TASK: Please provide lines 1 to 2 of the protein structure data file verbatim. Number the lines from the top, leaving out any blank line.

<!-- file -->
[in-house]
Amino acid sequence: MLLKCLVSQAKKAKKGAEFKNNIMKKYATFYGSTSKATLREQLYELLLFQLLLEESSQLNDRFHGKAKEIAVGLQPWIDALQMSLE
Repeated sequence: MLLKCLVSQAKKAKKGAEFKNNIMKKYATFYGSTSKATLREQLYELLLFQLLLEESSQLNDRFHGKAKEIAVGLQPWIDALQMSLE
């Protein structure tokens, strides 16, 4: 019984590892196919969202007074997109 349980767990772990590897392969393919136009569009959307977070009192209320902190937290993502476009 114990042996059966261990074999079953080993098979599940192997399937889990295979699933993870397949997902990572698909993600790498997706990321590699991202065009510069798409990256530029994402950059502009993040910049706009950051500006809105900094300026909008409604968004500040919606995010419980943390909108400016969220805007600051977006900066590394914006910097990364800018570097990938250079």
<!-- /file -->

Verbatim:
[in-house]
Amino acid sequence: MLLKCLVSQAKKAKKGAEFKNNIMKKYATFYGSTSKATLREQLYELLLFQLLLEESSQLNDRFHGKAKEIAVGLQPWIDALQMSLE